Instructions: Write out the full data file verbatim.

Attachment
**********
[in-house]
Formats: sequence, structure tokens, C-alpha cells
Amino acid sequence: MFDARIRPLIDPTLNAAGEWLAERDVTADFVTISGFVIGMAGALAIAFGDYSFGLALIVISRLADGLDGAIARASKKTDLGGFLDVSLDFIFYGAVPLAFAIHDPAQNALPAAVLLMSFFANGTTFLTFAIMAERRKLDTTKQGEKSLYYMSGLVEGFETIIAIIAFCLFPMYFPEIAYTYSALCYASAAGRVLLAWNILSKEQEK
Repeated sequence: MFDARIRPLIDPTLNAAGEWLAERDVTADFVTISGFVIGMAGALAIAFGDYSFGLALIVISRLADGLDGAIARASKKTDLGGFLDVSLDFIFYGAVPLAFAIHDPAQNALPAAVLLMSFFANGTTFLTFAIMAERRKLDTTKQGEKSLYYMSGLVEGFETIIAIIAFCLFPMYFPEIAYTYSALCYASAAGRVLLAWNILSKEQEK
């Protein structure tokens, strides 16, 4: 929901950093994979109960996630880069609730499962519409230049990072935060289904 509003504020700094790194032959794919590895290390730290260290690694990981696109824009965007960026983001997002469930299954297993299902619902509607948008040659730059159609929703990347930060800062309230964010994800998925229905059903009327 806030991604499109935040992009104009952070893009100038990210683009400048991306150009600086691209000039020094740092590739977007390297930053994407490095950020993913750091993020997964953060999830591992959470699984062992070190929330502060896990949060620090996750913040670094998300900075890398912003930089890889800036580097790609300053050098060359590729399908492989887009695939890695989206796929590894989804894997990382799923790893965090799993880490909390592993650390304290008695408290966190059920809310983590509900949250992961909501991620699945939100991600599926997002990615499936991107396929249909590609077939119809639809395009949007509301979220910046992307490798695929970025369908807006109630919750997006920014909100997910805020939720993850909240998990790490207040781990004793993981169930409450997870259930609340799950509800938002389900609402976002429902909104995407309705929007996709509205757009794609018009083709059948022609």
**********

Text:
[in-house]
Formats: sequence, structure tokens, C-alpha cells
Amino acid sequence: MFDARIRPLIDPTLNAAGEWLAERDVTADFVTISGFVIGMAGALAIAFGDYSFGLALIVISRLADGLDGAIARASKKTDLGGFLDVSLDFIFYGAVPLAFAIHDPAQNALPAAVLLMSFFANGTTFLTFAIMAERRKLDTTKQGEKSLYYMSGLVEGFETIIAIIAFCLFPMYFPEIAYTYSALCYASAAGRVLLAWNILSKEQEK
Repeated sequence: MFDARIRPLIDPTLNAAGEWLAERDVTADFVTISGFVIGMAGALAIAFGDYSFGLALIVISRLADGLDGAIARASKKTDLGGFLDVSLDFIFYGAVPLAFAIHDPAQNALPAAVLLMSFFANGTTFLTFAIMAERRKLDTTKQGEKSLYYMSGLVEGFETIIAIIAFCLFPMYFPEIAYTYSALCYASAAGRVLLAWNILSKEQEK
């Protein structure tokens, strides 16, 4: 929901950093994979109960996630880069609730499962519409230049990072935060289904 509003504020700094790194032959794919590895290390730290260290690694990981696109824009965007960026983001997002469930299954297993299902619902509607948008040659730059159609929703990347930060800062309230964010994800998925229905059903009327 806030991604499109935040992009104009952070893009100038990210683009400048991306150009600086691209000039020094740092590739977007390297930053994407490095950020993913750091993020997964953060999830591992959470699984062992070190929330502060896990949060620090996750913040670094998300900075890398912003930089890889800036580097790609300053050098060359590729399908492989887009695939890695989206796929590894989804894997990382799923790893965090799993880490909390592993650390304290008695408290966190059920809310983590509900949250992961909501991620699945939100991600599926997002990615499936991107396929249909590609077939119809639809395009949007509301979220910046992307490798695929970025369908807006109630919750997006920014909100997910805020939720993850909240998990790490207040781990004793993981169930409450997870259930609340799950509800938002389900609402976002429902909104995407309705929007996709509205757009794609018009083709059948022609």